President Vladimir Putin impressed leaders by holding an Asian summit on an island off a revamped Pacific city but the surface shimmer hid underlying problems in the Russian Far East and the country as a whole.
Putin realised his long-time ambition of hosting the leaders of the 21-member Asia Pacific Economic Cooperation (APEC) group in the military port of Vladivostok on the Pacific, once a town off-limits to foreigners.
Moreover, the summit saw the building of $20-billion in new infrastructure including two major bridges built in the port city that would breathe new life into a remote region bordering China and North Korea.
"Vladivostok was a closed city, a naval port, which foreigners were not permitted to enter. For decades the city was in a decaying state," Putin, clearly happy with the event, told reporters in a final news conference.
"What we are doing now are the first attempts to change this situation, in a cardinal way," he said after hosting figures including Chinese President Hu Jintao and US Secretary of State Hillary Clinton.
Putin first discussed the idea of hosting an APEC summit with then US President George Bush during a G8 summit in Saint Petersburg before the global economic crisis in 2006. Back then, it looked nothing more than a pipe dream.
Even central Russia had few places to host global leaders, to say nothing of the Far East.
Putin opted to host the summit on Russky Island off Vladivostok, until recently a virtual no man's land littered with crumbled barracks and rusty ships.
In time for the event, it was made into a modern summit venue complete with manicured lawns and scenic vistas. Hotel staff were flown in from the Philippines, and a French chef from a Parisian restaurant consulted the Russians on the summit menu.
This schmoozing with world leaders boosted Putin, who turns 60 on 7 October but faces a potentially turbulent autumn of protests against his rule and increased criticism from a emboldened opposition.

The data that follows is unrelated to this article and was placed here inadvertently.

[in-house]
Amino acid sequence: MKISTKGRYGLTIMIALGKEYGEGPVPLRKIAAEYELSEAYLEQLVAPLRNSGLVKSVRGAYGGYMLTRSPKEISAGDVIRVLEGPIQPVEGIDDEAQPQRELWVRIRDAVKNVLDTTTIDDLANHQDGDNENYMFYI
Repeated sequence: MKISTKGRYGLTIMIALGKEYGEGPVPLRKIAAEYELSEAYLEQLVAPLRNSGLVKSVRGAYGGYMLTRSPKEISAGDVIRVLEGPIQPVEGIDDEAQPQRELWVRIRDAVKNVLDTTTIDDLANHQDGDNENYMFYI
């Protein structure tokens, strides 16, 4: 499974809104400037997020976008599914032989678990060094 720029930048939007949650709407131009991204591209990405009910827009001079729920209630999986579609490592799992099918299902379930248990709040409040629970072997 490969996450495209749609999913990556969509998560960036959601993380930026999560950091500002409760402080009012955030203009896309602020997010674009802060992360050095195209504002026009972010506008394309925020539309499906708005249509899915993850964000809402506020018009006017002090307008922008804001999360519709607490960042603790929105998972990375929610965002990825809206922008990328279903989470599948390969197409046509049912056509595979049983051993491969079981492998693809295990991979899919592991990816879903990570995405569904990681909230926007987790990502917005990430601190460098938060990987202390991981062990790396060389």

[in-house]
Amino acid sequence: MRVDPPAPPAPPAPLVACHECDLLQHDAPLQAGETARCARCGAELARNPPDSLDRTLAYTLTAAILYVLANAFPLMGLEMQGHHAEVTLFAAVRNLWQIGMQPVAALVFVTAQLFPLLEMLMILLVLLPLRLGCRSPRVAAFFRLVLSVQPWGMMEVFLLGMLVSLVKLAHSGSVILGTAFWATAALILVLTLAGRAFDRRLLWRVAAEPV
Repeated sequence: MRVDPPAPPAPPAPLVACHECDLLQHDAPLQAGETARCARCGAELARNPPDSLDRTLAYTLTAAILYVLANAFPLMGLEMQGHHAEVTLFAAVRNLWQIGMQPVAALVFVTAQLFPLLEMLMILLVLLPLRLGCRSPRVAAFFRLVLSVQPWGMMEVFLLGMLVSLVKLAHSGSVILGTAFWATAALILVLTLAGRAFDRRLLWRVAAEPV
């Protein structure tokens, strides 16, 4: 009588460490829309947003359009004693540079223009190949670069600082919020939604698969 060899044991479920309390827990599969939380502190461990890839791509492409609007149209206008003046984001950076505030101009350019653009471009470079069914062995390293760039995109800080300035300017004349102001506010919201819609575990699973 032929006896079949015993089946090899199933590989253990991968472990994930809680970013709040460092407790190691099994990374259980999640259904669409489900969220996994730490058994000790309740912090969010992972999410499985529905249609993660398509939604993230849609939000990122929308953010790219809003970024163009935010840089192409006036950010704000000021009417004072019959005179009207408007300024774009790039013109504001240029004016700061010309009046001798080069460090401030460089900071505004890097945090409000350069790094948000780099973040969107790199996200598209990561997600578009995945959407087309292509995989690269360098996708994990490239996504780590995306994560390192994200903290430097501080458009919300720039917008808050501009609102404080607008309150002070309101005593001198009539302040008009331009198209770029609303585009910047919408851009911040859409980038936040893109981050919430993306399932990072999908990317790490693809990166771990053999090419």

Critics at home queued up to say the summit was an unaffordable luxury, pointing to a dearth of money to conduct pension reform, among other pressing issues.
"Do we have that much money?" prominent commentator Yulia Latynina said on Moscow Echo radio, implying that the summit was little more than a show-off designed to impress foreign powers.
Vladivostok resident Yekaterina Lazeba expressed a similar sentiment, saying the spectacular fireworks display late Saturday that cost 275 million rubles ($8.5-million) was simply an affront to locals.
"275 million rubles for a celebration lasting 19 minutes is a true insult for people here," Lazeba told AFP.
Putin's close ally and pointman for the event, first deputy prime minister Igor Shuvalov, went on the defensive when asked if Russia could afford to host such a costly event.
"This is a provocative question," Shuvalov, who was in charge of the preparations, told AFP. "Russia is doing what it ought to do."
Putin openly acknowledged that parts of the city were still in disrepair and the shortcomings were even evident at the summit venue on Russky Island, which will in the future house a university campus.
"What has been done are just the first steps on this path to develop Vladivostok," he said. "Even here (in the university) it all looks good but I know after the downpours yesterday there are leaks, questions about drainage."
Veteran Kremlin reporter Andrei Kolesnikov, alluding to Putin's recent stunt during which he took to the controls of a hang-glider to guide Siberian cranes on their winter migration wrote ironically in Kommersant newspaper:
"From a white crane's eye view, the city looks at least satisfactory."